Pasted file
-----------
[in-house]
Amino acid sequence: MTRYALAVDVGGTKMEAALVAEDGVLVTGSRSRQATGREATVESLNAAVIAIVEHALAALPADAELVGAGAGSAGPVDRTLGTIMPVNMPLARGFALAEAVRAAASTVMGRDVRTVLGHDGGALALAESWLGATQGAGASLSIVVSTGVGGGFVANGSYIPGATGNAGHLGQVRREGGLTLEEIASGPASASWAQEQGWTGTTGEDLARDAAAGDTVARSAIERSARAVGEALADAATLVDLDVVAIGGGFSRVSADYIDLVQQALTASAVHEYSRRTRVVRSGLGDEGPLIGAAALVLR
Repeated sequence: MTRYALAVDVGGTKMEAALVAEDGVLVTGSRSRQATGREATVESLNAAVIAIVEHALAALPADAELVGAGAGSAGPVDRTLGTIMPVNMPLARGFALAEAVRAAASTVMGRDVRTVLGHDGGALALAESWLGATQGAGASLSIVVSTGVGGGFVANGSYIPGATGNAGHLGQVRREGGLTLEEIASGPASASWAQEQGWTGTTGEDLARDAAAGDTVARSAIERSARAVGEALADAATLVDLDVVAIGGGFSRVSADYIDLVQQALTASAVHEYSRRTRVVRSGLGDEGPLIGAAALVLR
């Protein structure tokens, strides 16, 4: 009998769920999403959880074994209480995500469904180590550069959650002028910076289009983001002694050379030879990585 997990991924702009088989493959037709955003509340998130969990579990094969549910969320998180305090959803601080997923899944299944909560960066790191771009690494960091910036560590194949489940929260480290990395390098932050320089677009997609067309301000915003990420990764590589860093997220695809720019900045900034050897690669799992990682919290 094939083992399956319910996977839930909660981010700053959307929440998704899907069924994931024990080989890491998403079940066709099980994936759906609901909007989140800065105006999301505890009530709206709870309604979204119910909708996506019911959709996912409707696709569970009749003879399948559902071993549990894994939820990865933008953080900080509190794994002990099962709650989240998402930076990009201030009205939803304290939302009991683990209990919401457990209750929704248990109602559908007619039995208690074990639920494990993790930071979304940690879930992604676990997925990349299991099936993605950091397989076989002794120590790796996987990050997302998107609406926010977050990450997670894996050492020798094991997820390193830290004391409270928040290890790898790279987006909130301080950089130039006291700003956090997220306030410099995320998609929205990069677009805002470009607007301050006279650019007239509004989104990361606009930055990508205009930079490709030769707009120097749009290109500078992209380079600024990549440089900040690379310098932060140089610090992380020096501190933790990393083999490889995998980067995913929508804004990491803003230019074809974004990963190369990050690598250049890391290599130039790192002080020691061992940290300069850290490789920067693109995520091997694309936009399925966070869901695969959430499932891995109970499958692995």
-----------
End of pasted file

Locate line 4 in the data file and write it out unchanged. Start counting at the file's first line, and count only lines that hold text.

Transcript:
């Protein structure tokens, strides 16, 4: 009998769920999403959880074994209480995500469904180590550069959650002028910076289009983001002694050379030879990585 997990991924702009088989493959037709955003509340998130969990579990094969549910969320998180305090959803601080997923899944299944909560960066790191771009690494960091910036560590194949489940929260480290990395390098932050320089677009997609067309301000915003990420990764590589860093997220695809720019900045900034050897690669799992990682919290 094939083992399956319910996977839930909660981010700053959307929440998704899907069924994931024990080989890491998403079940066709099980994936759906609901909007989140800065105006999301505890009530709206709870309604979204119910909708996506019911959709996912409707696709569970009749003879399948559902071993549990894994939820990865933008953080900080509190794994002990099962709650989240998402930076990009201030009205939803304290939302009991683990209990919401457990209750929704248990109602559908007619039995208690074990639920494990993790930071979304940690879930992604676990997925990349299991099936993605950091397989076989002794120590790796996987990050997302998107609406926010977050990450997670894996050492020798094991997820390193830290004391409270928040290890790898790279987006909130301080950089130039006291700003956090997220306030410099995320998609929205990069677009805002470009607007301050006279650019007239509004989104990361606009930055990508205009930079490709030769707009120097749009290109500078992209380079600024990549440089900040690379310098932060140089610090992380020096501190933790990393083999490889995998980067995913929508804004990491803003230019074809974004990963190369990050690598250049890391290599130039790192002080020691061992940290300069850290490789920067693109995520091997694309936009399925966070869901695969959430499932891995109970499958692995």